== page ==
Children celebrate Dr. Seuss


With rhyming words and quirky characters, Dr. Seuss took the literary world by storm in 1936 with his first children's book, "And to Think That I Saw It on Mulberry Street." His books continue to be a tool for literacy among students in the nation.

Dr. Seuss, born Theodor Geisel in Springfield, Mass., would have celebrated his 96th birthday Thursday and schools around the nation took advantage of the special day to encourage reading. Geisel passe away in 1991. The National Education Association began the "Read Across America" campaign in conjunction with Seuss' March 2 birthday.

Elementary schools in Moffat County used the day to encourage reading.

East, Sunset and Ridgeview elementary schools invited community leaders from all professions to read to children and talk about the importance of reading in life. The "Read Across America" campaign encouraged teachers to have one caring adult read in their classroom for 30 minutes.

"The theme of today is to take advantage of the opportunity to focus on reading and to build literacy within the program," Ridgeview Elementary Principal Pete Bergmann said. "Teachers are doing a variety of activities to build literacy."

At Sunset Elementary, the Parent Advisory Committee performed a Dr. Seuss-related play for students. Costumes and the rhymes kept students on the edge of their seats.

The Moffat County High School varsity boys basketball team and senior citizens also visited Sunset Elementary, reading and talking with students about literacy.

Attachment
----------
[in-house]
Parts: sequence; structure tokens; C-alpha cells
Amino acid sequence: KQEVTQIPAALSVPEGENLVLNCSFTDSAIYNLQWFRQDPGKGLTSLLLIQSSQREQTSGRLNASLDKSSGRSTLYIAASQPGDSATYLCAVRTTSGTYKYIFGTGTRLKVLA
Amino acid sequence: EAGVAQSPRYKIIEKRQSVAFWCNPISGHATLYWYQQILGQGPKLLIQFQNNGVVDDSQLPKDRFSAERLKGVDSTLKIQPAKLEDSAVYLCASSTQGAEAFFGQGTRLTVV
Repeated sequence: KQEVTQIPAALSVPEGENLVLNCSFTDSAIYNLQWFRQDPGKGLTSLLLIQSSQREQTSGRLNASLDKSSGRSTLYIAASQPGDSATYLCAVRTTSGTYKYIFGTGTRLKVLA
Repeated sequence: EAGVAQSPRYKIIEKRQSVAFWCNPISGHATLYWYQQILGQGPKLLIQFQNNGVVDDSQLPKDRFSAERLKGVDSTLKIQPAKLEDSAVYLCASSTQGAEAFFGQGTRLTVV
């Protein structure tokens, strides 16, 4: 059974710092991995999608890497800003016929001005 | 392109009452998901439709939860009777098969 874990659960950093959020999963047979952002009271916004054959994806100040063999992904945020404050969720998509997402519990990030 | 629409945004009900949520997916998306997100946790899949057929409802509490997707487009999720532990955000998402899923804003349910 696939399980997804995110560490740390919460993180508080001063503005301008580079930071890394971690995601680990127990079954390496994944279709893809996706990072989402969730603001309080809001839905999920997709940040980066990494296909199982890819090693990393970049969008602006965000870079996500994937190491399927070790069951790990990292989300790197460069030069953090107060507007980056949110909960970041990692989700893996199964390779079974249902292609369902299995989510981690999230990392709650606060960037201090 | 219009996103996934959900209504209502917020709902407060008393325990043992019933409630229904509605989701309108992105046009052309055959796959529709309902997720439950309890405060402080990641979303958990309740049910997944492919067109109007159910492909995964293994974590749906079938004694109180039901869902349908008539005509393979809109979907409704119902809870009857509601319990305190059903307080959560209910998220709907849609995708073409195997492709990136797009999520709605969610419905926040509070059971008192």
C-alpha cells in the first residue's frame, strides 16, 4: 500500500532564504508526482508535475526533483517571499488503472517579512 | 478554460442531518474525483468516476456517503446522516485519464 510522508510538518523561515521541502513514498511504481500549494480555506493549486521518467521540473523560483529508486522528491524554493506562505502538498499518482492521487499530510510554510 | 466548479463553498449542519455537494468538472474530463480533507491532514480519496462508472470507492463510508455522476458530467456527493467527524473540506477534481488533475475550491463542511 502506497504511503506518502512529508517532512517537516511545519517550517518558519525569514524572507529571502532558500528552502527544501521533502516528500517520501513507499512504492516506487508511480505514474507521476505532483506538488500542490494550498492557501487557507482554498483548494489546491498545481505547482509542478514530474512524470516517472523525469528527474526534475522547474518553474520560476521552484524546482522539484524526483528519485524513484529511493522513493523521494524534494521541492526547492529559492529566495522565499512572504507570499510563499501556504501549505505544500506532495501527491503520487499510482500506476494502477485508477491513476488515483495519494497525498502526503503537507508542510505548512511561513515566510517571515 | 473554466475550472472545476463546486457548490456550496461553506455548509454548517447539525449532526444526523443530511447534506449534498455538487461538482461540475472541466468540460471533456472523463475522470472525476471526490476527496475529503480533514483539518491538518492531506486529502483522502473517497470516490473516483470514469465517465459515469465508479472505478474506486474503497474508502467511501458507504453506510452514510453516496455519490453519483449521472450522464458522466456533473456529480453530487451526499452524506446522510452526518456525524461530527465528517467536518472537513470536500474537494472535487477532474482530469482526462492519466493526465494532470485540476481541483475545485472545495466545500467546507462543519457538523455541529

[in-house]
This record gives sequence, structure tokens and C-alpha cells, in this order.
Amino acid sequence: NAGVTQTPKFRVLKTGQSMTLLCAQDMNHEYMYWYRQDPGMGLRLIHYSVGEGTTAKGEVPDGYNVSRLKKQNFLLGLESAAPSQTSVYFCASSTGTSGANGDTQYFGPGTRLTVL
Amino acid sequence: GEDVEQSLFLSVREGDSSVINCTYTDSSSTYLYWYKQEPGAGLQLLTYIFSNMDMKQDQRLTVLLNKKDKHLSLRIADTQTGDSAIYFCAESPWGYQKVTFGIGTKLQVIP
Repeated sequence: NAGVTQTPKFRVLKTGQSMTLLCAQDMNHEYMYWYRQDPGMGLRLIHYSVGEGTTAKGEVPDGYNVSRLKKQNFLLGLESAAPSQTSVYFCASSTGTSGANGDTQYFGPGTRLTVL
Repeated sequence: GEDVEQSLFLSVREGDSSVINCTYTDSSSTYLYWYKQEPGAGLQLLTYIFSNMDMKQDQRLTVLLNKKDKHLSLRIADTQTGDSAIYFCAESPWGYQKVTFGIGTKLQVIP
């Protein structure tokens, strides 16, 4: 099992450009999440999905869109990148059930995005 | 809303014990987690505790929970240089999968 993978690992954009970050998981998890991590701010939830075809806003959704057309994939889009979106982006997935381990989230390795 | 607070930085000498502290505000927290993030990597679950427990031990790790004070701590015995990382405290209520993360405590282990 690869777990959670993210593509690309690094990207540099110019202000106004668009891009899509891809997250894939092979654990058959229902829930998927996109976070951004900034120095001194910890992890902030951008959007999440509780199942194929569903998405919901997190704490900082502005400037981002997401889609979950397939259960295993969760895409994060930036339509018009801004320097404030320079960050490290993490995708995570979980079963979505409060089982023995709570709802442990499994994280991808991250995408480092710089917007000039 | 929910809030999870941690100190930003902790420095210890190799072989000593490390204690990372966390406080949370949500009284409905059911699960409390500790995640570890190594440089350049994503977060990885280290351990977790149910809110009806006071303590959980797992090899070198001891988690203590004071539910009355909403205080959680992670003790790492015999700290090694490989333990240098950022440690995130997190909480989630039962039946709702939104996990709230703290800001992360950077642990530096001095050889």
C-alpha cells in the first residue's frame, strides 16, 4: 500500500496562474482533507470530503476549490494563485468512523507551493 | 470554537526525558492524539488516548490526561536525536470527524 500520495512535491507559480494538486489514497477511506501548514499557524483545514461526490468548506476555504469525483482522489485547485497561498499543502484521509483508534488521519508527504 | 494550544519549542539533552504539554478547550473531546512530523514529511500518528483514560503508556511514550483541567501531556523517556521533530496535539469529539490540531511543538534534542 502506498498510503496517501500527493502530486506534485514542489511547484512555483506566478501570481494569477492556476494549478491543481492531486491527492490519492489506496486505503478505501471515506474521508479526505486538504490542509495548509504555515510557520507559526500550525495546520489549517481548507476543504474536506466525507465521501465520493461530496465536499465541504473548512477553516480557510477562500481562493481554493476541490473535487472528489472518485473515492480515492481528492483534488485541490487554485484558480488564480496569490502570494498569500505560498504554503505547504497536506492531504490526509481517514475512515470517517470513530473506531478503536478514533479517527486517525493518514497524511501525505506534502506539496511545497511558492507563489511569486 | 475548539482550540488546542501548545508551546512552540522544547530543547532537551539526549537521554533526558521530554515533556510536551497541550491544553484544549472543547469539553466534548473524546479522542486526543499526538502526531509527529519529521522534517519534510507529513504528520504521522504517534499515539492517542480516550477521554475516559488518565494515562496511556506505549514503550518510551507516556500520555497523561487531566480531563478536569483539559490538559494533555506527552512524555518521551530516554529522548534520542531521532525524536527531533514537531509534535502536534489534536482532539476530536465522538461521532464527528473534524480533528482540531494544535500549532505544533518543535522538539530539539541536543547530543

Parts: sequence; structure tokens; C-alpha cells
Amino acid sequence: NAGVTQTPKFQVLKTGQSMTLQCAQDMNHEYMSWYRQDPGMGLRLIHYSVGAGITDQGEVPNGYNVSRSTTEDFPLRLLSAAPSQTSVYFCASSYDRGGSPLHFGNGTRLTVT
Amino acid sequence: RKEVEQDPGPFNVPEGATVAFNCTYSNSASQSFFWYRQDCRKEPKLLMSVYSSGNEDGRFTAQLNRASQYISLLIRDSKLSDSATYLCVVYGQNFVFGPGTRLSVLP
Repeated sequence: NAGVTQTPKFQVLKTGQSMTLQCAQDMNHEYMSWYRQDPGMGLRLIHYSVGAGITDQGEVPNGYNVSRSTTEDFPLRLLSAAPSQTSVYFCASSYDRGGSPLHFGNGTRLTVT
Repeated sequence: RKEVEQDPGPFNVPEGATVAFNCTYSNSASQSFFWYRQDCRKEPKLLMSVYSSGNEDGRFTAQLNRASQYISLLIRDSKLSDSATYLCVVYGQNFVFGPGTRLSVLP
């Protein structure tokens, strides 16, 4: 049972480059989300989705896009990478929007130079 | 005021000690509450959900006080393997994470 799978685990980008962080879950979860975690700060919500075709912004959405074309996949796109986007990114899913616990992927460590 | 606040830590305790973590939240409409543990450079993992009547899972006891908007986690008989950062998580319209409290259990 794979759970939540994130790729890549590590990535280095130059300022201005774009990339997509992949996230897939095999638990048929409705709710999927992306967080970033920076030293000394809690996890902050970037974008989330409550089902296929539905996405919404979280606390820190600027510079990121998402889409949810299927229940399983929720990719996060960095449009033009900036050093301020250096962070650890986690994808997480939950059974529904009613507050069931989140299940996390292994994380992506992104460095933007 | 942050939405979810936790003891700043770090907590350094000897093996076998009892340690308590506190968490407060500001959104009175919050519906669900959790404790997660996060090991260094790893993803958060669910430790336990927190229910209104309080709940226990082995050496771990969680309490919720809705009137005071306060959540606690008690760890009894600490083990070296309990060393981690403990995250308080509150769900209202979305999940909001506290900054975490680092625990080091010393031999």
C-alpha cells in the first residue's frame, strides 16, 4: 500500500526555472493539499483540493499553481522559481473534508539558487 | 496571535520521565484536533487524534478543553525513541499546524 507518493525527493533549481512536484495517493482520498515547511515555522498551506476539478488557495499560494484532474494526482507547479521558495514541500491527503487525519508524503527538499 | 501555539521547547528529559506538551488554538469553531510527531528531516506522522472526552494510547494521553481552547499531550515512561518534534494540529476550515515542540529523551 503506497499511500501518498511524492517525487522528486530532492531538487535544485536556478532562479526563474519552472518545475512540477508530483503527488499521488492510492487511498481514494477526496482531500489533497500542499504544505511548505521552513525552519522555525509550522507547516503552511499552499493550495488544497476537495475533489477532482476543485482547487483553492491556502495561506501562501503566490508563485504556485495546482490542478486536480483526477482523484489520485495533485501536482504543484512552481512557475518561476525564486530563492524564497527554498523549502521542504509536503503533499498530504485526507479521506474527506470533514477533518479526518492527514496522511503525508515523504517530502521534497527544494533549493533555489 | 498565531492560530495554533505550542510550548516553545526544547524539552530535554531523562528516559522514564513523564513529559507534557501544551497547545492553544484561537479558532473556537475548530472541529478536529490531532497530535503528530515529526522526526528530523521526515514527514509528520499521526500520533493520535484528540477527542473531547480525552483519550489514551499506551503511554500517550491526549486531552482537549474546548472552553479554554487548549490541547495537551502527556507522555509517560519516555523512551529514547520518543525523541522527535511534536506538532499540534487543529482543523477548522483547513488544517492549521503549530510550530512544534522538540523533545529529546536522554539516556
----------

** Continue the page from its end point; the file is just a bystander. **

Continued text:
East Elementary staff members, some complete with the traditional extended, striped Dr. Seuss hat, kept students interested throughout the day.

"The kids are pretty excited they can relate to Dr. Seuss pretty well," East Elementary Principal Guy Gladden said. "Sometimes we forget humor is important. This is a good excuse to remind kids that we can have fun."

East Elementary has been anticipating Dr. Seuss' birthday since September 1999. The theme of the school's 1999 Moffat County homecoming parade float was "Cat in the Hat: Read for 2000."

This was a chance for students to see and hear readings of some of their favorite books. The children would read along with some Dr. Seuss books, make the noises when called for and other times just listen. All in all, school officials believe the day was a success.

"Reading is supposed to be fun and we want to encourage kids to remember that, Gladden said. "We want kids to become lifelong readers."

Although maybe not appealing for some, the school district also served green eggs and ham for lunch.

In 1960, Dr. Seuss wrote "Green Eggs and Ham" after a colleague bet him $50 he couldn't write an entire book using only 50 words. But Dr. Seuss did it and "Green Eggs and Ham" continues to be one of the most popular children's books in libraries today.

Seuss' "Cat in the Hat" was written with 220 words and had instant success. His books have non-ordinary illustrations and playful rhyming schemes to teach reading to children. He wrote and illustrated 44 children's books and his list of awards include a Pulitzer Prize and Academy Awards.

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